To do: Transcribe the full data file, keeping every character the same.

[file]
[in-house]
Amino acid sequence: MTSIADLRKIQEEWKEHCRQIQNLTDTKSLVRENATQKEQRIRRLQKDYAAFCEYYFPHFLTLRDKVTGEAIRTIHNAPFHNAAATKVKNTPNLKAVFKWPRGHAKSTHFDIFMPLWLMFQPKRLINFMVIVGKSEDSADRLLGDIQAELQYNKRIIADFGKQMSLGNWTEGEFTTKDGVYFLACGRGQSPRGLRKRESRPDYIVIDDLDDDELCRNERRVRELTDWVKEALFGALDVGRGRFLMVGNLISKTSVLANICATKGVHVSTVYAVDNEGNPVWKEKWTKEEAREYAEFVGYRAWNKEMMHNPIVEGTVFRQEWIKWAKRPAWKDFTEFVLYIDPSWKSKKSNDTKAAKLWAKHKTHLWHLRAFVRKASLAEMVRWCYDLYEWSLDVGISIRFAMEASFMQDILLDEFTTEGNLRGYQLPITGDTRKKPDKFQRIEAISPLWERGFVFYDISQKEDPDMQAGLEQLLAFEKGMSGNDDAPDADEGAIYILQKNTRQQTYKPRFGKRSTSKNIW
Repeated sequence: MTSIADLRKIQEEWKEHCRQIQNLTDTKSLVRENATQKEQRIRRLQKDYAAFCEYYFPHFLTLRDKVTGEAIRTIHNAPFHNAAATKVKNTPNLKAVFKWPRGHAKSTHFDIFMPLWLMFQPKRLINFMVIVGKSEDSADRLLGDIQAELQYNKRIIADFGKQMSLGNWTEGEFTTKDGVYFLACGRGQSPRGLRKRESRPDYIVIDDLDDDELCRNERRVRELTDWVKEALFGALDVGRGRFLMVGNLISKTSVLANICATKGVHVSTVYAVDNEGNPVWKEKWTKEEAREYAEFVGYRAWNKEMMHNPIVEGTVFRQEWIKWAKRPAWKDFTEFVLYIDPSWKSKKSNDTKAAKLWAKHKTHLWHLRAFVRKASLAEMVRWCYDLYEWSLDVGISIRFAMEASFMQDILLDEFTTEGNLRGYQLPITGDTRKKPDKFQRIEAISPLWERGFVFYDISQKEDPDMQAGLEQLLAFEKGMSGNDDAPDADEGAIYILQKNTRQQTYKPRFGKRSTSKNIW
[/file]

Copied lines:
[in-house]
Amino acid sequence: MTSIADLRKIQEEWKEHCRQIQNLTDTKSLVRENATQKEQRIRRLQKDYAAFCEYYFPHFLTLRDKVTGEAIRTIHNAPFHNAAATKVKNTPNLKAVFKWPRGHAKSTHFDIFMPLWLMFQPKRLINFMVIVGKSEDSADRLLGDIQAELQYNKRIIADFGKQMSLGNWTEGEFTTKDGVYFLACGRGQSPRGLRKRESRPDYIVIDDLDDDELCRNERRVRELTDWVKEALFGALDVGRGRFLMVGNLISKTSVLANICATKGVHVSTVYAVDNEGNPVWKEKWTKEEAREYAEFVGYRAWNKEMMHNPIVEGTVFRQEWIKWAKRPAWKDFTEFVLYIDPSWKSKKSNDTKAAKLWAKHKTHLWHLRAFVRKASLAEMVRWCYDLYEWSLDVGISIRFAMEASFMQDILLDEFTTEGNLRGYQLPITGDTRKKPDKFQRIEAISPLWERGFVFYDISQKEDPDMQAGLEQLLAFEKGMSGNDDAPDADEGAIYILQKNTRQQTYKPRFGKRSTSKNIW
Repeated sequence: MTSIADLRKIQEEWKEHCRQIQNLTDTKSLVRENATQKEQRIRRLQKDYAAFCEYYFPHFLTLRDKVTGEAIRTIHNAPFHNAAATKVKNTPNLKAVFKWPRGHAKSTHFDIFMPLWLMFQPKRLINFMVIVGKSEDSADRLLGDIQAELQYNKRIIADFGKQMSLGNWTEGEFTTKDGVYFLACGRGQSPRGLRKRESRPDYIVIDDLDDDELCRNERRVRELTDWVKEALFGALDVGRGRFLMVGNLISKTSVLANICATKGVHVSTVYAVDNEGNPVWKEKWTKEEAREYAEFVGYRAWNKEMMHNPIVEGTVFRQEWIKWAKRPAWKDFTEFVLYIDPSWKSKKSNDTKAAKLWAKHKTHLWHLRAFVRKASLAEMVRWCYDLYEWSLDVGISIRFAMEASFMQDILLDEFTTEGNLRGYQLPITGDTRKKPDKFQRIEAISPLWERGFVFYDISQKEDPDMQAGLEQLLAFEKGMSGNDDAPDADEGAIYILQKNTRQQTYKPRFGKRSTSKNIW